There's a blessing I've often heard, or is it a curse? "May you live in interesting times."

I spent my childhood in wonderfully interesting times. It never occurred to me that things could change so much in one lifetime. I miss them now. "You don't know what you've got 'til it's gone," as the song goes. 

These days I live in the present, thankful that I'm still here, thankful for all our blessings, thankful for our modern gadgets, even for the microwave, because how would I warm up my cold cup of tea without it?

Cheers Sabine!


Elephant's Child said...

Smiling. I also happily identify as an antique. And cook very little in the microwave. Reheat yes, cook no.
I well remember the milkman. And the postie on his bicycle. And regret having no memory of ponies and traps.

Susan Kane said...

I am smiling as well. I am not quite an antique, at least I deny I am.

We grew up on the farm, had all the farm products one could desire.

Relatively Retiring said...

I'm the real thing.
I was invited into my grand-daughter's school to talk about and to provide evidence of pre-plastic toys - crunchy old straw-filled teddy bears, porcelain dolls and so on.....all my own childhood playthings. Afterwards my grand-daughter told me how proud she was, she has the oldest granny of anyone in the school, including the Headmaster.

Annemiek said...

I am an antique in quilting: I cut my own templates from sandpaper instead of buying ready made ones e.g. It took me years to get used to a rotarycutter and I sew almost everything by hand or on my 1951 Singer Featherweight. Friends called me the quilting dinosaur.. hopefully because of my way of doing things and not because of my appearance..

I’m happy that in the Netherlands almost all postmen ( and women) still go about on bikes….

Colette said...

I remember those regular deliveries! The coal man was especially exciting. I was just thinking the other day how much I wish there was still milk deliveries where you got your milk delivered in glass bottles, and put your empties out for pickup.It would be good for the environment, and provide jobs for the drivers.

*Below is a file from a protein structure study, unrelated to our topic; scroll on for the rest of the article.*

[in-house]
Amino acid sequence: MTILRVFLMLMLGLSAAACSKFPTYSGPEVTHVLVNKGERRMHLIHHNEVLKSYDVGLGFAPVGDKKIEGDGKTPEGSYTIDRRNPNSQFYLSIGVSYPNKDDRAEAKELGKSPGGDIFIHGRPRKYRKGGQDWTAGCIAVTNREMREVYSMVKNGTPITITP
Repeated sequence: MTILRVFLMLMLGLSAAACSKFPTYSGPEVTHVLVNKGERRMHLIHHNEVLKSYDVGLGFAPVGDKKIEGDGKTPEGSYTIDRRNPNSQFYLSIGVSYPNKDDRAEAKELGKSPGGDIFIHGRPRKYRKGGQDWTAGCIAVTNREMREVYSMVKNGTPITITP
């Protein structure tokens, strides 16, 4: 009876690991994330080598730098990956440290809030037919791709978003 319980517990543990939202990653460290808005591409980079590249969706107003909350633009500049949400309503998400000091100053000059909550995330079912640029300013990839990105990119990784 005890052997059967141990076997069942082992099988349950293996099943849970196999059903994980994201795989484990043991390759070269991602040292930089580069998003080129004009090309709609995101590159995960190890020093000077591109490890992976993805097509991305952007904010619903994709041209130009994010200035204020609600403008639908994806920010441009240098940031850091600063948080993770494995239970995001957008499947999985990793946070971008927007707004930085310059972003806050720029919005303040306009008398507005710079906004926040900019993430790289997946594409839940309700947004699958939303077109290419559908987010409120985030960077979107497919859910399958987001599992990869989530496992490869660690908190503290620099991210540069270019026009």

Molly said...

EC - :)

SK - I didn't grow up on the farm but it was just 25 miles out the country from where we lived. That was a longer distance in those days! But we still got to visit my Granny there a lot.

RR - I don't mind being an antique because look at the great memories of a slower paced life we have. I have one of those Teddy bears with the straw stuffing. He sits on the couch in my living room. Also have a pink dog with similar stuffing. Teddy and dog are both blind now but they've been together for as long as I've been breathing so they're safe in my and each other's company. I love that you got a chance to tell that class about the toys that used to be. Looking around in a toy store today is depressing.

Annemiek - Hats off to you. I'm not that much of an antique! I'm a mat and rotary cutter girl. But I do still love hand stitching.

Colette - Young people think that protecting the environment is a new thing. We were much more conscious of using uo everything and not being wasteful. So much for affluence!

Pam said...

I remember all those things except the pony and trap, or at least, not to ride in. But I remember horse-drawn lorries in the street.

Re your environment thing: when I was a child in the 1950s, the council collected paper - you had a green sack to put it in. And we had pig bins, in which we put potato peelings and so on, that theoretically went to pig farms to feed the pigs. And then these things were discontinued until about ten years ago. The food waste is now composted by the council rather than fed to pigs (though in fact I never put any out because we eat the food and compost the scraps ourselves).

Great post!

Wisewebwoman said...

Ah now, nothing like nuked porridge. They don't make one minute oats for nuttin.

I remember the tinker fixing the pots and pans and sharpening the knives and the ragwoman, only later did I realize she was clothing her children with our discarded clothing.